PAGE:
CSP has an active content development program. When launching OA journals, CSP needed to generate both awareness of the new journals and new submissions. Their efforts included educational campaigns, promotional contests, article-level promotion, conference attendance, special issues, partnerships, and expanding the scope of the journal to react to the needs of the scientific community as disciplines grow (i.e., FACETS, originally launched with 6 subject pillars, is adding a 7th).

For OA journals, it is important to look beyond the impact factor and find other metrics, such as Altmetrics, that authors can take back to a granting or tenure committee. Also, the ability to reach a broader audience is appreciated by OA authors. CSP provides plain-language summaries on a special platform.

Finally, Suzanne outlined the next steps such as expanding FACETS, partnerships and community engagement, educational campaigns, and joining Open Access Scholarly Publishers Association (OASPA) and Directory of Open Access Journals (DOAJ).

The third speaker was Darla Henderson, Assistant Director of the Open Access Programs at the American Chemical Society (ACS). Darla kicked off her presentation by identifying ACS as the world’s largest scientific society and one of the world’s leading sources of scientific information with 176 000 members. The ACS publishes over 40 000 manuscripts per year, of which, paid OA represents 1% of content in hybrid journals. ACS has adopted several strategies/initiatives to drive OA content. Darla explained the first of such strategies, expanding options. In the past three years, ACS expanded OA outreach, launching several new programs and journals, including the following:

  • ACS Central Science (ACS’ first fully OA journal): Publishes research that highlights the centrality of chemistry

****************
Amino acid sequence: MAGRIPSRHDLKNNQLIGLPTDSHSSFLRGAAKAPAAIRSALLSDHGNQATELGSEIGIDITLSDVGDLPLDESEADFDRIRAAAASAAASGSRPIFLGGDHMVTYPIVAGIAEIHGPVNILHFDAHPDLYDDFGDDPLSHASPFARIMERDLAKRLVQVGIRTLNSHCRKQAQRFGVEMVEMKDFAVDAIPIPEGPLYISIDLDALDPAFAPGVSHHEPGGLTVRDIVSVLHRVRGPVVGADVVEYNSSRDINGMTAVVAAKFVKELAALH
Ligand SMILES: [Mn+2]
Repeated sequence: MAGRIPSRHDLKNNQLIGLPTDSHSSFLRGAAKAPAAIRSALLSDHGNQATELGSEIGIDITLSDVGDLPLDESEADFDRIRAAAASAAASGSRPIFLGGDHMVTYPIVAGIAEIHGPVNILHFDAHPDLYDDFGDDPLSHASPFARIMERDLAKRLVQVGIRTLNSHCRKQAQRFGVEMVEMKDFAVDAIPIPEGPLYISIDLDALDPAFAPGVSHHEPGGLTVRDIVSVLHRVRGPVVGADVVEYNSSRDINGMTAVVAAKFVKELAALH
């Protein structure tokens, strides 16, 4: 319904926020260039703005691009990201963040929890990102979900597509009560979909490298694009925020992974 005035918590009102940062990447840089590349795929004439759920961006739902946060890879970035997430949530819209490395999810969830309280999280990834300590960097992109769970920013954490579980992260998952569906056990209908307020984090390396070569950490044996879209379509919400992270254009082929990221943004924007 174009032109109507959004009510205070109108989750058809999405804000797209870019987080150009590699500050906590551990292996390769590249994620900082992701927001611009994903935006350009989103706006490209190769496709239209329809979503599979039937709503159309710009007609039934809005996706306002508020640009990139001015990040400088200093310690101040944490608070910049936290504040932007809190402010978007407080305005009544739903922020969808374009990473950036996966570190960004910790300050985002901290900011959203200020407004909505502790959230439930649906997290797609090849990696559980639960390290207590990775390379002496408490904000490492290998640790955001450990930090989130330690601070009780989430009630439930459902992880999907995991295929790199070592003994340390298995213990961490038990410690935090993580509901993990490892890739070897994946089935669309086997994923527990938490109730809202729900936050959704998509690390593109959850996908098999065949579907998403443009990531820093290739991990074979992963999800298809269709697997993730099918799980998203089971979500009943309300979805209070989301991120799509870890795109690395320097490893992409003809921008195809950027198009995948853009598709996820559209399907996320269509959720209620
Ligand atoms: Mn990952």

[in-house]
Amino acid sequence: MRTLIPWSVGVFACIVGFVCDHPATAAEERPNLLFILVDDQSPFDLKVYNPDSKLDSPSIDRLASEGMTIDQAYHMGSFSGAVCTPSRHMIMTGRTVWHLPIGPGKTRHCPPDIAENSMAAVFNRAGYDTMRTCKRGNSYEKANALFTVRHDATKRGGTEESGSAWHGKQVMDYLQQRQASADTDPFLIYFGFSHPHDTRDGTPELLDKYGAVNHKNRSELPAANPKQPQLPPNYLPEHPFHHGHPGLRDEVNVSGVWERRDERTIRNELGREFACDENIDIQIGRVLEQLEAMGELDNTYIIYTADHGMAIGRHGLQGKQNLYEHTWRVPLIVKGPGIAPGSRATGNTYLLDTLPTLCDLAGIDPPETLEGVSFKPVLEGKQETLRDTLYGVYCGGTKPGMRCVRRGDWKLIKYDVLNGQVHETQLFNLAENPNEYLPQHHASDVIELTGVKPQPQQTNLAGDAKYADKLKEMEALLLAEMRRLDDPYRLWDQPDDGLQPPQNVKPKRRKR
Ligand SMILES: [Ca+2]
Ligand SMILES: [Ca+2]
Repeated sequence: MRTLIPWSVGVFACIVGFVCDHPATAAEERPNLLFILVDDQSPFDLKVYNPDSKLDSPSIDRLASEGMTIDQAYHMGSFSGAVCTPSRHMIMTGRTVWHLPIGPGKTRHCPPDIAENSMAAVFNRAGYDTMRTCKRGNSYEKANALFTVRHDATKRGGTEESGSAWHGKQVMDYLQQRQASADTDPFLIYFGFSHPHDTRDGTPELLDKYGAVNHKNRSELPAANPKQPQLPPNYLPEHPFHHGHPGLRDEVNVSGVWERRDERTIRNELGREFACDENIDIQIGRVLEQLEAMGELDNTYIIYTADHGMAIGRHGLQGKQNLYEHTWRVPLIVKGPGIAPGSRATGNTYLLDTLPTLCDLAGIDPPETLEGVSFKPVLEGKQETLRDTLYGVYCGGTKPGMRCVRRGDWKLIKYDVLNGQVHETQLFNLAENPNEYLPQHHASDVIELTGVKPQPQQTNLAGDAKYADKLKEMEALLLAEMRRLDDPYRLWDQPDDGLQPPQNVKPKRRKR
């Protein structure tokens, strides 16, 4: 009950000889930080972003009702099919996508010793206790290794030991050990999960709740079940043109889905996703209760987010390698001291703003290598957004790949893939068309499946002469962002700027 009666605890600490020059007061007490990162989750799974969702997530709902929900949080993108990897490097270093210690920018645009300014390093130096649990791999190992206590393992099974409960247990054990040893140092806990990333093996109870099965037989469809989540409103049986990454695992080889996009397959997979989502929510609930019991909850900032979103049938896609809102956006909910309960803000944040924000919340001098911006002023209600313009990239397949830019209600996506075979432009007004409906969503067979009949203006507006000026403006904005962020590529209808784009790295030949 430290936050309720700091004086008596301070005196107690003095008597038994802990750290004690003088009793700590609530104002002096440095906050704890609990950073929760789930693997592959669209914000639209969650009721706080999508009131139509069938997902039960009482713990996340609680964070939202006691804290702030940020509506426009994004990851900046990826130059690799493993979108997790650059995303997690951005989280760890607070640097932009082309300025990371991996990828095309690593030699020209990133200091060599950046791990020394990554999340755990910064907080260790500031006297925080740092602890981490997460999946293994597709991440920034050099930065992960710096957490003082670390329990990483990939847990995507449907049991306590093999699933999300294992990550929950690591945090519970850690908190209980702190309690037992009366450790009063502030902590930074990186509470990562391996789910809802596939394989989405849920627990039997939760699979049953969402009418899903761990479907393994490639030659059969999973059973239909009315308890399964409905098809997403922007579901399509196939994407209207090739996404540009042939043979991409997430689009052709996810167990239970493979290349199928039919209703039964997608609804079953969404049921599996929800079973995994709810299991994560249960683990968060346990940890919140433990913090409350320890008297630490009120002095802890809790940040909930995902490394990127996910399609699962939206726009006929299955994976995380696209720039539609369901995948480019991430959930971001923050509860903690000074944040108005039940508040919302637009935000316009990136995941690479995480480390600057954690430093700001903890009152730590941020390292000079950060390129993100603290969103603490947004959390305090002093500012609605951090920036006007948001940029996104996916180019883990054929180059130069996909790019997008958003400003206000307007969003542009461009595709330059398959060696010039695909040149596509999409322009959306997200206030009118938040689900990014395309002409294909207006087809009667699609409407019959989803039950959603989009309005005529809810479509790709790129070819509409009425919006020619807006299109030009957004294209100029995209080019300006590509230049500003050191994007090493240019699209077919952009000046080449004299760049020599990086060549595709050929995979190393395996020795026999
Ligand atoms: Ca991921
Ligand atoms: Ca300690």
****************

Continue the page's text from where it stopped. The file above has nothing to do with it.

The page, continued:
• ACS Author Rewards: A program worth $60 000 000 in credits to be used by ACS authors over two years to assist in the purchase of OA options
  • ACS AuthorChoice: ACS provides various licenses to help authors choose the best option that suits their needs
  • ACS Omega: ACS’s second fully OA journal is aimed at publishing technically sound research with a focus on expedited editorial decision making

Darla elaborated on ACS Omega by mentioning that it is publishing about 600 manuscripts/year right now (about 1.5% of ACS’s total published manuscripts). In its first partial year, it published about 100 manuscripts (or 0.25% of the total published manuscripts).

The next strategy Darla discussed was streamlining workflows, including adding services such as ORCID, Ringgold, and Rightslink. The biggest improvement would be a direct system for moving a paper from one ACS journal to another.

Another strategy is that ACS has embraced partners by joining OA organizations and initiatives, such as CHORUS, and worked with their community (e.g., significant discounts for ACS members and authors at institutions that subscribe to ACS’s All Publications package). ACS also gives a 50% discount to members. Their platinum OA journal has an average article processing charge (APC) around $800. They also give two APC credits to authors who publish with them. As part of the previously mentioned streamlining workflows, Copyright Clearance Center manages all of these processes for ACS.

Also, ACS has agreements with funders/foundations to support OA (possibly to cover the cost for authors who cannot pay). These agreements resulted in ACS establishing new relationships with funding agencies and new key stakeholders. In addition to that, ACS partners with authors to allow them to experience OA and understand its benefits.